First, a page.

Other sessions in the collection focus on several additional critical challenges faced by these fathers:

  • Access and visitation
  • Workforce readiness
  • Money management
  • Fathers’ rights and responsibilities.

In fact, the collection of workshops for fathers was field tested for one year by practitioners in New York City as part of the city’s fatherhood initiative; the feedback from these practitioners and the fathers who participated in the sessions was overwhelmingly positive.

FatherTopics Collection for Non-Custodial Dads offers a total of five 2-hour sessions your organization can run for non-custodial fathers to help them succeed as involved fathers. Click the button below to learn more about how to implement these sessions with non-custodial fathers you serve.

NEW! Resources from NFI to Help Moms Involve Dads

It's an exciting day at National Fatherhood Initiative (NFI) as we just launched a new line of products and services designed to help mothers support the involvement of fathers in their children’s lives!Resources for moms, communication, co-parenting, new moms

This new line of products and services for mothers complements NFI’s longstanding, industry-leading work to equip community-based organizations around the country with the tools and training needed to effectively serve fathers for the well-being of their children.

Today, over 24 million children in America live in in homes where their biological father is absent. All too often, a mothers' gatekeeping behavior can prevent or reduce fathers' access to their children - when fathers' involvement in their children's lives would actually benefit their children. In addition, mothers can lack the self-awareness and communications skills they need to improve their relationships with the fathers of their children.

It's important to note that we devised our new programming for moms based on feedback from hundreds of organizations around the country using our signature fatherhood programs and other NFI low and medium intensity resources. These organizations identified a great need to involve mothers in their efforts to connect fathers to their children, but saw no programming available to help them do so. And, they were seeking resources to encourage communication and co-parenting. Accordingly, NFI’s new programs – the first of their kind – will help moms become gateways, rather than gatekeepers, between their children and their children’s dads.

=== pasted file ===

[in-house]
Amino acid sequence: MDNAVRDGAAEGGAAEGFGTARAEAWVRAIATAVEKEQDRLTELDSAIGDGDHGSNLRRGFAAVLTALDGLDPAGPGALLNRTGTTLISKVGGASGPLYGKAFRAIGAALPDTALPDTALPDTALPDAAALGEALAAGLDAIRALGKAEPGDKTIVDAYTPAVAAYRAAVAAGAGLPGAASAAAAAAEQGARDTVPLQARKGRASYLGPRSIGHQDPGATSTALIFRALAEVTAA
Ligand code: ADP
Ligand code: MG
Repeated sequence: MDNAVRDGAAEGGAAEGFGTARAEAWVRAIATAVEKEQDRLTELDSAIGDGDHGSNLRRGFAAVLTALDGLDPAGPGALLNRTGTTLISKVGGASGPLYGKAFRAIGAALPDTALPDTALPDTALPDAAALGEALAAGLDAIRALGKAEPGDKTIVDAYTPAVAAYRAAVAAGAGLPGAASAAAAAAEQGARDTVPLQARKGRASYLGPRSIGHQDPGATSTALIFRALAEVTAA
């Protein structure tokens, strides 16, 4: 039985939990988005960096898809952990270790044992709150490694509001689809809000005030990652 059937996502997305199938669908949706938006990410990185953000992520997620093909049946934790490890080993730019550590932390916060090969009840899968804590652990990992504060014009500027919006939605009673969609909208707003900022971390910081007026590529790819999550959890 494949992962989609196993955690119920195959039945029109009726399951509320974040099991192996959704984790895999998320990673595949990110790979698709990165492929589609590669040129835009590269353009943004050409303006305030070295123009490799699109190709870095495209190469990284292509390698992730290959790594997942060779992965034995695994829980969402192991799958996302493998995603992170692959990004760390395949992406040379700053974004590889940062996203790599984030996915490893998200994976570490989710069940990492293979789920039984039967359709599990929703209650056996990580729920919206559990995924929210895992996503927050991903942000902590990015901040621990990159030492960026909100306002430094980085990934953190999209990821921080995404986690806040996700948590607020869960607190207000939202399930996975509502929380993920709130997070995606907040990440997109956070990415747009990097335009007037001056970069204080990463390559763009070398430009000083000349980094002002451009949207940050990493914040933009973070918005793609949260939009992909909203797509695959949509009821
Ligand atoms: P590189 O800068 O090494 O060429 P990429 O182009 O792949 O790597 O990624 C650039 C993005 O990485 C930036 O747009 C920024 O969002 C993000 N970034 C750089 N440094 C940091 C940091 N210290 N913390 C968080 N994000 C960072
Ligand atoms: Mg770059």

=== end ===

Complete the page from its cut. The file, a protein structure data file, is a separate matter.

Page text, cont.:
Understanding Dad™: An Awareness and Communication Program for Moms anchors the new line of resources. This complete program kit helps mothers successfully navigate their relationships with the fathers of their children in a group-based program over 8 sessions. It will give moms the knowledge and skills they need to effectively communicate with the fathers of their children and to understand the critical role fathers play in children’s lives.

“Research shows that two of the most powerful predictors of father involvement for a child are the quality of the mother-father relationship and the way the child’s mother perceives the child’s dad,” said Christopher A. Brown, executive vice president of NFI. “NFI’s new programming aims to help moms develop the knowledge and skills they need for effective communication and come away with a positive impression of the role of fathers in children’s lives.”

Understanding Dad™ increases mothers’ self-awareness about the impact of their personal histories on their relationships with men and fathers, how their histories have shaped their communication with the fathers of their children, and provides them with research-based skills to overcome negative communication styles and replace them with positive ones.

Other products in the new line include Pocketbook for Moms™: A Pocketbook Full of Ways to Communicate with Dad and Pocketbook for New Moms™: A Pocketbook Full of Reasons for New Moms to Involve Dads. Pocketbook for Moms™ contains practical tips and strategies to help mothers build trust and positive communication patterns with dads. Pocketbook for New Moms™ helps moms understand the benefits of father involvement during pregnancy and during their children’s infant and toddler years and beyond.

Lastly, our popular FatherTopics Workshop: Mom as Gateway is already being used by oragnizations across the country to address mom's gatekeeping behavior, and is an excellent complement as an add-on to our new Understanding Dad Program.

All of the new resources are now available through FatherSOURCE™ along with customized NFI trainings and technical assistance that organizations can choose to help them effectively implement the new programs. And don't forget, NFI’s team of program support consultants, are here to help you start or enhance your fatherhood programsor create a custom program to meet your needs! 

Factor Fathers in 2013 - The Year You Involve Dads

Fatherhood Program

Many organizations who serve families and communities do excellent work toward providing resources to create happy, healthy, and propserous families. But unfortunately, many fail to intentionally include fathers in the work they are doing.